When ACC was developing the Mates and Dates programme they surveyed secondary school students. The results showed that the students wanted outside providers to deliver the programme, and for their teachers to be there in the room supporting it. That is the model that is used across the country for Mates and Dates, and it is the model we use at Sexual Abuse Prevention Network for our own ‘Who are You?’ programme.

This work is happening in a society in which rape culture is rife, where harmful attitudes towards sex, sexuality and gender are pervasive and where harmful behaviours, including abuse of power is commonplace. Most people don’t do sexual harm and most agree that it’s wrong in its more extreme occurrences. However insidious behaviors are, by their nature, hard to identify – particularly for the person they are directed at. To communicate the nuances of sexual harm is challenging and requires educators experienced in articulating the complexity of the topic, and who stand strong against mainstream attitudes and beliefs to promote a perspective that is often new or at odds with that of those in the room. Specialist educators are trained to facilitate conversations with groups that may comprise of people who have never spoken openly about sex, sexuality or abuse before, people who are hostile towards the content, people who have experienced sexual harm firsthand and people who have done sexual harm. Often the educators will need to manage a room with all these different perspectives at once and guide the group towards a consensus that promotes respect and consent.

Providing effective sexual violence prevention education requires educators to have an in-depth understanding of the dynamics of sexual abuse, and an ability to communicate these clearly. They need to be trained to receive disclosures of sexual abuse and to know how to refer these on to appropriate support. When our educators receive a disclosure of abuse, our organisation works closely with the school to ensure that student is getting the support they need and to minimise the risk of further harm to the student or anyone else and to consider the needs of the person who did the harm.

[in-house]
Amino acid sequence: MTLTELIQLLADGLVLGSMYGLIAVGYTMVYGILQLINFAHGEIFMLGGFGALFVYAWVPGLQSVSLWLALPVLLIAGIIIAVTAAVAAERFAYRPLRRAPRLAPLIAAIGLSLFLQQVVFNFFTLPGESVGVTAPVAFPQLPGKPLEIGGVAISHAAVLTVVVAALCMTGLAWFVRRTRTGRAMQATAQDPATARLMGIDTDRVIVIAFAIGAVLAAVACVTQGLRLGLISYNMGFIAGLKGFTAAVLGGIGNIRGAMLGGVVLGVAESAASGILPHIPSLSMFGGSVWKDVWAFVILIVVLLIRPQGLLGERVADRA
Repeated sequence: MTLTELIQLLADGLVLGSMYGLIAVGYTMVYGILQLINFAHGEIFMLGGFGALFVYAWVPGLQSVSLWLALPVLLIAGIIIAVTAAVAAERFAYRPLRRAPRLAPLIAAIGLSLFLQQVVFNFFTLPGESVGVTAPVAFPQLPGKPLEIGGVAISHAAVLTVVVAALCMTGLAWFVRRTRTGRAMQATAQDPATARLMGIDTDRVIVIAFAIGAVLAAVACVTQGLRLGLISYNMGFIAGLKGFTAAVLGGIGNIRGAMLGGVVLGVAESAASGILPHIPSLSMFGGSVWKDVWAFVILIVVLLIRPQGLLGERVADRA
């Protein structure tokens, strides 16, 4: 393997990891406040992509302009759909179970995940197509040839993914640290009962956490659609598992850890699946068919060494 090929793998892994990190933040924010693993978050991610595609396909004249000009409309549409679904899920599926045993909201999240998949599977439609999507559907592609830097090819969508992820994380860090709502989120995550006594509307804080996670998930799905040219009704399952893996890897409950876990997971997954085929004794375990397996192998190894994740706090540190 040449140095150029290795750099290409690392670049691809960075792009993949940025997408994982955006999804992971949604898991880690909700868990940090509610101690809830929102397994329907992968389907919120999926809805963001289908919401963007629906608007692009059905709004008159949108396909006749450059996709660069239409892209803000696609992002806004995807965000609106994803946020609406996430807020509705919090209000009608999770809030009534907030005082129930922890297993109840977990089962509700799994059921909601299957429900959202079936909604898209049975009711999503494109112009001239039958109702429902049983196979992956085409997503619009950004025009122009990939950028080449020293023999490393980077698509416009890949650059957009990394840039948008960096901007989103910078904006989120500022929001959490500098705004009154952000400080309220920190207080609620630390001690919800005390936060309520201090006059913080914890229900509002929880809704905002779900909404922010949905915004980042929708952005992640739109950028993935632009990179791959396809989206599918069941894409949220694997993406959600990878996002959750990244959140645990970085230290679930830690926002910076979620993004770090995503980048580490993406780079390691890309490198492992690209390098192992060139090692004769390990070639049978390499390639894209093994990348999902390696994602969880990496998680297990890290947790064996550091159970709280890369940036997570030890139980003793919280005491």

Consent education is something that current secondary school students feel strongly about. In 2017, Wellington students marched to Parliament to demand compulsory consent education in all schools. Additionally, a Wellington student started a petition through Action Station, which called for the Mates and Dates programme to be made compulsory in all schools in New Zealand. The petition was signed by 6000 people. This year, Hamilton Girls High School students have launched a campaign to ask the government for compulsory consent education in high schools.

It is fantastic that ACC has responded to these calls from young people by moving towards making a comprehensive programme that focuses on respectful relationships and consent available to all young people in schools. Along with listening to their calls for consent education, we also need to listen to the way in which they are asking for this education to be delivered. The education is, after all, about safety and respect.

This is the unabridged version of an opinion piece published on on the 9th August 2018.